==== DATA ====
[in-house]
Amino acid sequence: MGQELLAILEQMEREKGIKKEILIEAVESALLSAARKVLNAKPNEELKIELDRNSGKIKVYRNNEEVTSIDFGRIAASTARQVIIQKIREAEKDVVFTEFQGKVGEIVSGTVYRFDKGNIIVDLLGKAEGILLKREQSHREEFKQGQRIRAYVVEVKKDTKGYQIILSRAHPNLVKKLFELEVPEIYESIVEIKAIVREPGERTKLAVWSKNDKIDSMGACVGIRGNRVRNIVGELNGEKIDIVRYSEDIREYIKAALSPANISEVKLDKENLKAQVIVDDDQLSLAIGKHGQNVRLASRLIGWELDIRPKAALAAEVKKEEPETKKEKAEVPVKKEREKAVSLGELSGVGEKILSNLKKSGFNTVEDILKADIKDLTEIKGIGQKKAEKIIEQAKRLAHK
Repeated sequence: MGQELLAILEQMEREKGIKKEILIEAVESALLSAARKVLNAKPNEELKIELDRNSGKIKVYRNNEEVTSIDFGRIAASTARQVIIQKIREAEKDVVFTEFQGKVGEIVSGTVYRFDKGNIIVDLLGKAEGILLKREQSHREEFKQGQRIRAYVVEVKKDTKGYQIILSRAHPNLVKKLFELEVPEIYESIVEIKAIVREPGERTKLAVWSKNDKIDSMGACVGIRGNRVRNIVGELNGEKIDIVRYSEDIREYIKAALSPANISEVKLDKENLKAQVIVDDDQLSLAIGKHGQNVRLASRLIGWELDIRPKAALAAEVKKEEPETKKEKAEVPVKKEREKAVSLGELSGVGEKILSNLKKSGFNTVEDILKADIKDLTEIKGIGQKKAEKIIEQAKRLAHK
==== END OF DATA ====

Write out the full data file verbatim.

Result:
[in-house]
Amino acid sequence: MGQELLAILEQMEREKGIKKEILIEAVESALLSAARKVLNAKPNEELKIELDRNSGKIKVYRNNEEVTSIDFGRIAASTARQVIIQKIREAEKDVVFTEFQGKVGEIVSGTVYRFDKGNIIVDLLGKAEGILLKREQSHREEFKQGQRIRAYVVEVKKDTKGYQIILSRAHPNLVKKLFELEVPEIYESIVEIKAIVREPGERTKLAVWSKNDKIDSMGACVGIRGNRVRNIVGELNGEKIDIVRYSEDIREYIKAALSPANISEVKLDKENLKAQVIVDDDQLSLAIGKHGQNVRLASRLIGWELDIRPKAALAAEVKKEEPETKKEKAEVPVKKEREKAVSLGELSGVGEKILSNLKKSGFNTVEDILKADIKDLTEIKGIGQKKAEKIIEQAKRLAHK
Repeated sequence: MGQELLAILEQMEREKGIKKEILIEAVESALLSAARKVLNAKPNEELKIELDRNSGKIKVYRNNEEVTSIDFGRIAASTARQVIIQKIREAEKDVVFTEFQGKVGEIVSGTVYRFDKGNIIVDLLGKAEGILLKREQSHREEFKQGQRIRAYVVEVKKDTKGYQIILSRAHPNLVKKLFELEVPEIYESIVEIKAIVREPGERTKLAVWSKNDKIDSMGACVGIRGNRVRNIVGELNGEKIDIVRYSEDIREYIKAALSPANISEVKLDKENLKAQVIVDDDQLSLAIGKHGQNVRLASRLIGWELDIRPKAALAAEVKKEEPETKKEKAEVPVKKEREKAVSLGELSGVGEKILSNLKKSGFNTVEDILKADIKDLTEIKGIGQKKAEKIIEQAKRLAHK